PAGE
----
Education and Incarceration

December 13, 2006

In 1996, when David and I first started developing an education and job training program for kids from the juvenile justice system, we did so because we wanted to fight 2 problems–the under-education and over-incarceration of low-income kids of color. 10 years later, we face some sobering facts. African-Americans have made significant progress over the last 50 years in most domains, including education. Today, 79% of African-Americans have high school diplomas, compared to 34% in 1970. 17% have college degrees, compared with 5% in 1970. Median income has increased substantially (35k in 2000 compared to 25k in 1970, in constant dollars), as has home ownership (46% of blacks owned homes in 2000, compared to 35% in 1950) and life expectancy (72 years in 2001 compared to 64 years in 1970). Poverty has declined (25% of black families lived in poverty in 2003 compared to 55% in 1959), and infant mortality rates have plummeted (14 deaths per 1,000 birth in 2000 compared to 33 deaths in 1970). The number of black elected officials has increased 600% (from approx 1,500 in 1970 to over 9,000 in 2001). Most people would assume that if a community’s indicators had increased in all those ways, this would correspond with a decrease in incarceration rates. And yet . . .

Exactly the opposite has happened. African-Americans comprised 30% of our nation’s prisons in 1954, when Brown v. Bd. of Ed. was decided and Jim Crow was law or custom in much of the nation. Today, the numbers are worse–blacks make up 50% of our prisons. And in 2003, there were more African-American men incarcerated than enrolled in higher education.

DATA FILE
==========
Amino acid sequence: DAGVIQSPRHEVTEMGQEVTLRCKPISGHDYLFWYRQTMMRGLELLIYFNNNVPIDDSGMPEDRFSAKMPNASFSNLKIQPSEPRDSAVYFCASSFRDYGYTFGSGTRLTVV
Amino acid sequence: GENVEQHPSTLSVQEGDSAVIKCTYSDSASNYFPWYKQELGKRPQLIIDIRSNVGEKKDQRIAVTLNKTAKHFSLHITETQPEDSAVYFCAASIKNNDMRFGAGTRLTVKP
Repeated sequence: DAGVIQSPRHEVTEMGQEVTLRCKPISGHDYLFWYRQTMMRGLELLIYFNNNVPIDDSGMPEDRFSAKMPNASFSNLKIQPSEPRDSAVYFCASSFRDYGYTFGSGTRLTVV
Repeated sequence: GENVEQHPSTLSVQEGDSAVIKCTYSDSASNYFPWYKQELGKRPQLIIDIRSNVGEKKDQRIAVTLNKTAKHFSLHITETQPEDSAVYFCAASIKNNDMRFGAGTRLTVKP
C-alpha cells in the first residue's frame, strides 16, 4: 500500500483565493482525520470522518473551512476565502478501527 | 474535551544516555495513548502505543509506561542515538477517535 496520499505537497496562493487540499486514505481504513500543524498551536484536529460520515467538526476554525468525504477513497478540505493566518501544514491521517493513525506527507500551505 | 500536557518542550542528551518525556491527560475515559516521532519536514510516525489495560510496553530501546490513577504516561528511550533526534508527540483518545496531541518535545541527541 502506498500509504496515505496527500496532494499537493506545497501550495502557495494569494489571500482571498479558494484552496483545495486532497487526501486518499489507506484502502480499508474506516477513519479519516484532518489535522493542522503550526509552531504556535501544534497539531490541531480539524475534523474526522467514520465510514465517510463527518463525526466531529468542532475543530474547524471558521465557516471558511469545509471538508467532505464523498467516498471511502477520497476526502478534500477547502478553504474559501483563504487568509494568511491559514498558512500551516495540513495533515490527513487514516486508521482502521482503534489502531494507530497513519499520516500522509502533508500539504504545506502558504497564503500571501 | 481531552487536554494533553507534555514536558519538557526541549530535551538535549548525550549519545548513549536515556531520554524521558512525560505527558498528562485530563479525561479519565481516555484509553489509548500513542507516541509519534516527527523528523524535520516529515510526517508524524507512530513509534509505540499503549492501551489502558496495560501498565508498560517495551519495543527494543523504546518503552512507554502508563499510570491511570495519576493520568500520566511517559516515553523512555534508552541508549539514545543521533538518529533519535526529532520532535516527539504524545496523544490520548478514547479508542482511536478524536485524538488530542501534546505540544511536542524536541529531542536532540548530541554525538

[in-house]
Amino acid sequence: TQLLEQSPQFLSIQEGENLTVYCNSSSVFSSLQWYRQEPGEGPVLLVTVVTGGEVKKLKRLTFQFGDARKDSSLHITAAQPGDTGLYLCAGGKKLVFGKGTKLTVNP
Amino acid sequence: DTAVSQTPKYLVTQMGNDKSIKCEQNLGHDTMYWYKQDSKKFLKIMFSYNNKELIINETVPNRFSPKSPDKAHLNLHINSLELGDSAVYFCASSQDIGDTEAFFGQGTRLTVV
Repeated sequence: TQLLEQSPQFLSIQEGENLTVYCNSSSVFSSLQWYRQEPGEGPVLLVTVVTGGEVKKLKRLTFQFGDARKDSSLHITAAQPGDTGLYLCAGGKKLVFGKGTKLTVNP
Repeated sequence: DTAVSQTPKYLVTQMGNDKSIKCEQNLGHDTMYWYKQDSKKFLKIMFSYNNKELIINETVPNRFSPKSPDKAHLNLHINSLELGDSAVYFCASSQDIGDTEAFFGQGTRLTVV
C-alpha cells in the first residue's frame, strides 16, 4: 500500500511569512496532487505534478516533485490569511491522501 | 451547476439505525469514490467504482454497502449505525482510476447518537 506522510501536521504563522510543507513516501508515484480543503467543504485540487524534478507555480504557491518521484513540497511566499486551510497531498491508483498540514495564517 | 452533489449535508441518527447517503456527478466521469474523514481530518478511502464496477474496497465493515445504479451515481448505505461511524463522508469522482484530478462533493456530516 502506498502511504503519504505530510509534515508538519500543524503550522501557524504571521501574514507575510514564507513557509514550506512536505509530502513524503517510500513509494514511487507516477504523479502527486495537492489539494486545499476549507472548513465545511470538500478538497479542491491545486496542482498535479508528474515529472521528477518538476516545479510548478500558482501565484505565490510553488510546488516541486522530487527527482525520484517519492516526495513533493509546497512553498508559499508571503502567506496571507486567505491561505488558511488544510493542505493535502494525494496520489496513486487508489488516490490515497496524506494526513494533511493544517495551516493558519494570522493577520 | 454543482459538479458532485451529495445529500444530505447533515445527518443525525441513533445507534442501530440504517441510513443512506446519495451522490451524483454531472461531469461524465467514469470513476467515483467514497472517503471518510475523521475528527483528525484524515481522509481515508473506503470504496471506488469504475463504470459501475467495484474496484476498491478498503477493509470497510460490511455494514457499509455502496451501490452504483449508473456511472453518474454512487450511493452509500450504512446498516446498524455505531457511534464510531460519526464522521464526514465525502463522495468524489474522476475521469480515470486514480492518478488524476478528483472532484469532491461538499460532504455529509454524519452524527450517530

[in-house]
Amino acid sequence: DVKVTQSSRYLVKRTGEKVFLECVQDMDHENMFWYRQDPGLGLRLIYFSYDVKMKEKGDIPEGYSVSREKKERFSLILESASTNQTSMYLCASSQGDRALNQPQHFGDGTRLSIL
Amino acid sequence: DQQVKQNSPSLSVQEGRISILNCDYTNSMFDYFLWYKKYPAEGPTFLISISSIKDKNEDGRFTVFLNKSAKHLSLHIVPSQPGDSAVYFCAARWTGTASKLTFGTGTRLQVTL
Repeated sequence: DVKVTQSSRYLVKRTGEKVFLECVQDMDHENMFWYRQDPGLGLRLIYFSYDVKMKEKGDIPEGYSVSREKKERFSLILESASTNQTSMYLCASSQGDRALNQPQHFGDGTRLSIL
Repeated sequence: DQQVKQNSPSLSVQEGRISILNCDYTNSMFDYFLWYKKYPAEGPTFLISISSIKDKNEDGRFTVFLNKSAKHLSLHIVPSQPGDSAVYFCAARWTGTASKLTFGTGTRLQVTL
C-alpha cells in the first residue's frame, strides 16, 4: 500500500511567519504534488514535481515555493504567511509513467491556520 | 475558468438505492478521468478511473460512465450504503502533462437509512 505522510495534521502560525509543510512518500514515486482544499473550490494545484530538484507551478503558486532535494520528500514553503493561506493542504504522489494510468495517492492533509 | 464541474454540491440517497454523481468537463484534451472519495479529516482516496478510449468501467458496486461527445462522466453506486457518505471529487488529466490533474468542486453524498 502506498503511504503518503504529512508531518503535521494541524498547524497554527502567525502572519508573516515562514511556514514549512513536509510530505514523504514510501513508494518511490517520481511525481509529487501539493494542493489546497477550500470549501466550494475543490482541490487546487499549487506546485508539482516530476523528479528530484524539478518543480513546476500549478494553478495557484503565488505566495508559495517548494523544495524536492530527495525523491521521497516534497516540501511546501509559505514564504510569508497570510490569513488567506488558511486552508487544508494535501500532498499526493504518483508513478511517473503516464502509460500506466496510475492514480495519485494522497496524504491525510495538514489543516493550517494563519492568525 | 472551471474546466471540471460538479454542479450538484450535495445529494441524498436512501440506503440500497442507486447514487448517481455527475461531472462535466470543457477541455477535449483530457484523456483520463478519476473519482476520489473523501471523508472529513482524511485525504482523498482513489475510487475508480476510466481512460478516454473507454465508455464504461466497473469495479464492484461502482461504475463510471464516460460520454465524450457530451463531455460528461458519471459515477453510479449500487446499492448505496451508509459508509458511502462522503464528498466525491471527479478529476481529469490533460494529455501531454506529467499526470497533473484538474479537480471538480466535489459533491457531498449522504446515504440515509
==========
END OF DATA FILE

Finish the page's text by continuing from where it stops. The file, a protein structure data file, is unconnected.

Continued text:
In future posts I will discuss how this has come to pass, but for now consider three questions raised by the juxtaposition of progress in so many areas combined with the horrific increase in incarceration rates.

1) Are there limits to what education can do if educational outcomes have improved alongside a massive rise in incarceration? Those of us who are educators need to come to grips with this—we need to expand our domain of concern beyond the classroom if we are educating more kids but incarceration rates are still getting worse.

2) Why isn’t there a greater national outcry over the incarceration statistics—if we knew 50 years ago that African-Americans were going to make progress in virtually every domain, but incarceration rates were going to get dramatically worse, wouldn’t we have predicted that the mass incarceration of blacks would be the lead issue for the civil rights community, concerned citizens, and progressives everywhere?

3) Shouldn’t conservatives and centrists care a lot about this issue—after all, these prisons are hugely expensive, drain resources and raise taxes.

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2 Responses to “Education and Incarceration”

  1. Phyllis Murray Says:

    Inside Education: A View from the Front Line
    By Phyllis C Murray

    In 1991 it seemed difficult to comprehend how 8,800 prison cells were on the drawing board in New York State. Yet the prospect of building new schools to replace our crumbling schools had become a dream deferred. So the question is asked: Where were the political pundits who campaigned on a platform for education? How had their commitment to education manifested itself? Today we see the results of their actions’